Both high debt issuance in the corporate and government sectors and an extended period of low volatility exist now.
Dalio continues his article by proposing how the next paradigm shift might occur:
While I’m not sure exactly when or how the paradigm shift will occur, I will share my thoughts about it. I think that it is highly likely that sometime in the next few years, 1) cen tral banks will run out of stimulant to boost the markets and the economy when the economy is weak, and 2) there will be an enormous amount of debt and non-debt liabilities (e.g., pension and healthcare) that will increasingly be coming due and won’t be able to be funded with assets… Said differently, I think that the paradigm that we are in will most likely end when a) real interest rate returns are pushed so low that investors holding the debt won’t want to hold it and will start to move to something they think is better and b) simultaneously, the large need for money to fund liabilities will contribute to the “big squeeze.”
Like the Galouchko and Goodman article I quoted earlier, Dalio is saying that lower interest rates will stop working as a ‘go to’ solution to keep the global economies growing. At the same time, more debt will need to be sold to address increasing social liabilities like pensions and healthcare. The “big squeeze” is the mismatch between the need for more borrowing and the willingness of investors to lend. These situations are headline grabbing and chaotic. Mr. Dalio continues:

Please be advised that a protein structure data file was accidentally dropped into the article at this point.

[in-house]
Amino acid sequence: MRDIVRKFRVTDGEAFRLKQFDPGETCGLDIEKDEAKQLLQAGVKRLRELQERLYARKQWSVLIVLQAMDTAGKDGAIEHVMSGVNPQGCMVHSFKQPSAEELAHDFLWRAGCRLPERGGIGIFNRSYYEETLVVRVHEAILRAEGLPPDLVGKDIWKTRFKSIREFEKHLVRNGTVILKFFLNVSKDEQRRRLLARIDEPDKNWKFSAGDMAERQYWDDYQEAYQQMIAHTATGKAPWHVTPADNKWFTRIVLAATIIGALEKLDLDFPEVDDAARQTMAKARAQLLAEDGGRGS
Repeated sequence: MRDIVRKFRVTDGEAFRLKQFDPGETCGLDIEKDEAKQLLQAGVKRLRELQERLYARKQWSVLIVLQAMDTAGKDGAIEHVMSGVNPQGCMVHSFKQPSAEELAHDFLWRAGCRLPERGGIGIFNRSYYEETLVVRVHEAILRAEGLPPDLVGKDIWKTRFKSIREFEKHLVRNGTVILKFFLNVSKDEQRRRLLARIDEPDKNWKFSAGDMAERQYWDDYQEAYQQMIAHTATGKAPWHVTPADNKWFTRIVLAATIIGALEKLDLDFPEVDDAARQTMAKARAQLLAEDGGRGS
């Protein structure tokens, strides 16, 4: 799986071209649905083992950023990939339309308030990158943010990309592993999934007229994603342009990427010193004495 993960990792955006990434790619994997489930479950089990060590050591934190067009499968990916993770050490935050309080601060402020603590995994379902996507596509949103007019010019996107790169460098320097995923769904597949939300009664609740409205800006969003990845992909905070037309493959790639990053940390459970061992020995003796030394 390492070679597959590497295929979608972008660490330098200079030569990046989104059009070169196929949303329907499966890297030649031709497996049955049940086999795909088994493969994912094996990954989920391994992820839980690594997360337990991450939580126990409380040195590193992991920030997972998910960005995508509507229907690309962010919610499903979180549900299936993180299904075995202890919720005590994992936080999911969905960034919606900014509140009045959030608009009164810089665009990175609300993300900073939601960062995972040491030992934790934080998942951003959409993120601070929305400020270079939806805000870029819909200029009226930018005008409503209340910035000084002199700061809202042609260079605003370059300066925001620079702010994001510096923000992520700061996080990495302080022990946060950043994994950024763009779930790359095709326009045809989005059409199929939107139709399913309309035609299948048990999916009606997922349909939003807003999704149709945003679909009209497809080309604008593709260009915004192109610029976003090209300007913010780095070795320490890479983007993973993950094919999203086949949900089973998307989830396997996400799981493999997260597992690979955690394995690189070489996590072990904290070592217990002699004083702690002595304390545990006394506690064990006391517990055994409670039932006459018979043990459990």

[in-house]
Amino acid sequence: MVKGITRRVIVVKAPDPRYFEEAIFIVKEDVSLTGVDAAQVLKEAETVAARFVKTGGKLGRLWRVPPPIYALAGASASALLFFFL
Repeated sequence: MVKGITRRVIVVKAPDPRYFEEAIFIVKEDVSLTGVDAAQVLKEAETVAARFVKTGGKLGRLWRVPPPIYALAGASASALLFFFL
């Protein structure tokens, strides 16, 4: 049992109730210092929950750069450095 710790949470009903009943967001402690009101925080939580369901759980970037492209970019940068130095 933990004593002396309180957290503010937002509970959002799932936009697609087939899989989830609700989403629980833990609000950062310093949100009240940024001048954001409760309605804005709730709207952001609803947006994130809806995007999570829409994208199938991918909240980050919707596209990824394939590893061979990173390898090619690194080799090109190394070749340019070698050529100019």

My guess is that bonds will provide bad real and nominal returns for those who hold them, but not lead to significant price declines and higher interest rates because I think that it is most likely that central banks will buy more of them to hold interest rates down and keep prices up. In other words, I suspect that the new paradigm will be characterized by large debt monetizations that will be most similar to those that occurred in the 1940s war years.
Here Mr. Dalio and I disagree. He suspects that bonds will experience modest losses, but interest rates won’t spike (creating large losses) as a result of these reflationary policies, the central bank will hold rates down by buying bonds. He references the 1940’s war years as an example of when this last occurred. This is certainly a possible outcome, however, I have serious concerns about this analysis. In the 1940s investors were favorably predisposed to buying bonds because:
- Government bond investors survived the Depression with their wealth intact (unlike stock and real estate investors), and
- there was a very high level of social cohesion in the US because of the war. We were all pulling together to address an existential threat to democracy. Sacrifices had to be made and buying war bonds was a patriotic duty. That social cohesion and level of trust in the gover nment does not exist today.